You can read the lead in to this petition (with link to Guardian article exposing it) here; http://uprootedpalestinians.wordpress.com/2014/12/21/the-blockbuster-story-us-officials-and-media-do-not-want-you-to-read/
Please go to: https://www.change.org/p/house-committees-on-foreign-affairs-intelligence-1-review-12-18-14-the-guardian-re-hostage-ex-ranger-peter-kassig-http-www-theguardian-com-news-2014-dec-18-sp-the-race-to-save-peter-kassig-2-commit-this-article-to-the-congressional-records-3-call-for for the petition. Sign it and forward to all your friends and followers.
US counter-terrorism officials backed a high-stakes negotiation involving two of the world’s most prominent jihadi clerics as well as former Guantánamo detainees in an attempt to save the life of an American hostage held by Islamic State, the Guardian can reveal.
Emails seen by the Guardian show how tentative talks with the spiritual leadership of Isis to secure the release of Abdul-Rahman (Peter) Kassig began in mid-October and ran for several weeks, with the knowledge of the FBI.
Kassig – who converted to Islam while imprisoned for more than a year – was the most recent western hostage to be killed by Isis. The jihadi group announced his death on 16 November with a typically grisly video.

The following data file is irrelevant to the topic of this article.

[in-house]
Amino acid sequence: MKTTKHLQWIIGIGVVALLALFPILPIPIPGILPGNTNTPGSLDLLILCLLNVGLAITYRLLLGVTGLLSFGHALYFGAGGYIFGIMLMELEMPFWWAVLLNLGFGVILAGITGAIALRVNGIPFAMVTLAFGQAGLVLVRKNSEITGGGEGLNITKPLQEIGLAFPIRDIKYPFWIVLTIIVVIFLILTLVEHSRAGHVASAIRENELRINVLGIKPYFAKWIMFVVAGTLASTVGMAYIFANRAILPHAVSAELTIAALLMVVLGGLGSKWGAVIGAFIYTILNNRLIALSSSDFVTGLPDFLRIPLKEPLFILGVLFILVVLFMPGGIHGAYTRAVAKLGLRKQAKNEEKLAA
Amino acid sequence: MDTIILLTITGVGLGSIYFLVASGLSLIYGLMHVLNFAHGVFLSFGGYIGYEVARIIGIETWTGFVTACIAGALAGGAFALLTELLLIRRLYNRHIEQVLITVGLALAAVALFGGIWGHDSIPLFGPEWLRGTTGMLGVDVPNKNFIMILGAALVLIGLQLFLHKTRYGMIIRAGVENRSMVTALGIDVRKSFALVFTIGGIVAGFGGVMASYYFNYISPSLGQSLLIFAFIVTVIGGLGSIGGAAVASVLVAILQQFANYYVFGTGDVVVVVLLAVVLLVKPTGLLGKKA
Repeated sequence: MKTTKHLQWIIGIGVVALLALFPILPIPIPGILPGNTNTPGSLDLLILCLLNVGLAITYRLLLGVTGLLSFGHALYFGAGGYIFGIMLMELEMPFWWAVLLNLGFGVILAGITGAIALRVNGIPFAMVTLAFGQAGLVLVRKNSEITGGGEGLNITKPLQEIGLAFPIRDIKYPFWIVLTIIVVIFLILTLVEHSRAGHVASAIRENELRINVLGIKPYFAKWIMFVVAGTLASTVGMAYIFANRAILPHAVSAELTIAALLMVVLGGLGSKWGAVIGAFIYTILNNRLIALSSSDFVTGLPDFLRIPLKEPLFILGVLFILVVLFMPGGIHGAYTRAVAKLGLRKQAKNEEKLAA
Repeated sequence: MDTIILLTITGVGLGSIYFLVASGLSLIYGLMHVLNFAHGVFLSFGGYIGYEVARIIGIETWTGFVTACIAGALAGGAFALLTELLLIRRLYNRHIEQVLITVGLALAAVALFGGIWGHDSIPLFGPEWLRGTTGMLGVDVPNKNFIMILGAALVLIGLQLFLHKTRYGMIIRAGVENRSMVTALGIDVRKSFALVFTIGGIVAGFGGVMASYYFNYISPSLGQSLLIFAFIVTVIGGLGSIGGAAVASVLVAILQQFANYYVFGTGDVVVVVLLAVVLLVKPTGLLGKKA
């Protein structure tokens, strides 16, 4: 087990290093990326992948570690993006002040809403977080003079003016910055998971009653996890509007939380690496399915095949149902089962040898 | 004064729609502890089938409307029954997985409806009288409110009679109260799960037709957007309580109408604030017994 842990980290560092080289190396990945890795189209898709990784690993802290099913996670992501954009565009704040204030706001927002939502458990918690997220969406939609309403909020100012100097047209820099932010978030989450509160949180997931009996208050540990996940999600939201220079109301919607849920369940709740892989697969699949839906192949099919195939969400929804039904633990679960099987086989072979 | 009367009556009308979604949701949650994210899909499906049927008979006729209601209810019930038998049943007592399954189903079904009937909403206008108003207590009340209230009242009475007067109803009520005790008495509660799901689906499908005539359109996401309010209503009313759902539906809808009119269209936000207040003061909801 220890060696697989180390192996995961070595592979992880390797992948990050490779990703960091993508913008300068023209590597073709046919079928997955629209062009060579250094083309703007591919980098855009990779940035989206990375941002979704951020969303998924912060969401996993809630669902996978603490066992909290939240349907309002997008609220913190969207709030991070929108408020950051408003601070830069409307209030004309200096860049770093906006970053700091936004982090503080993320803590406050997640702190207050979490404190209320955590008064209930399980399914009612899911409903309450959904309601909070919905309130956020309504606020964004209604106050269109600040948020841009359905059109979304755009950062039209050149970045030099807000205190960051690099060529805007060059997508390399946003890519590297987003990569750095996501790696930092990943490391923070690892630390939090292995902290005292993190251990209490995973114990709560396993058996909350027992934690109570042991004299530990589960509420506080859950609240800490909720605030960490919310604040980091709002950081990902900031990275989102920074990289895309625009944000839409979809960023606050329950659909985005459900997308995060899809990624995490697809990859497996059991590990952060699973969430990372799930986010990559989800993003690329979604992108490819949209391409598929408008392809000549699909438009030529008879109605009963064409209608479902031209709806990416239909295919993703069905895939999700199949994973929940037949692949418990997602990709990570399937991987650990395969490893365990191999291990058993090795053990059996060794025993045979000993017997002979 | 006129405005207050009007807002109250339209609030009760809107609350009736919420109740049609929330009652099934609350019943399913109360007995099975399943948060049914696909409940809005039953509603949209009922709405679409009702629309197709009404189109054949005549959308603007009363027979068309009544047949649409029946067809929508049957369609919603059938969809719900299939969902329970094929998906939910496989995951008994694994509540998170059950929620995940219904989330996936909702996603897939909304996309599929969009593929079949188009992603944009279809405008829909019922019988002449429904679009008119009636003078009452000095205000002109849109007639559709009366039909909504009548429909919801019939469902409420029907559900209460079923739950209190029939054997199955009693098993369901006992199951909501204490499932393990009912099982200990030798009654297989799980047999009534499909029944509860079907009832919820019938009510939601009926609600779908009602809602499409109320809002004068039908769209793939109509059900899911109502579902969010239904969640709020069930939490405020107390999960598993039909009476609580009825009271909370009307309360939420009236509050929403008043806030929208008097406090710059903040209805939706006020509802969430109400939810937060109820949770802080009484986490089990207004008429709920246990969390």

The ultimately unsuccessful initiative to save him was the brainchild of a controversial New York lawyer, Stanley Cohen
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That’s me (@NickGeisler) attempting to shake hands with police
A few nights ago, my roommates and I went down to protest. The time honored tradition of “activism” called us — by us I mean us white, privileged kids — to the streets, so we donned bandanas and black T’s and left for the Berkeley’s I-580 highway. None of us believed that protesting could change anything. But we went anyway. Protesting is fun!
If you’re reading this, there’s a good chance you have a handle on the events of the last few weeks. We aren’t exactly the top hit on Google for #berkeleyprotest, or #blacklivesmatter. Two grand jury non-indictments, murders of 12 year-old kids, and growing dissent in major US cities (and India, thanks guys!) have the people demanding accountability. If you’ve been listening to our podcast, you know I’m not going to argue with you about this…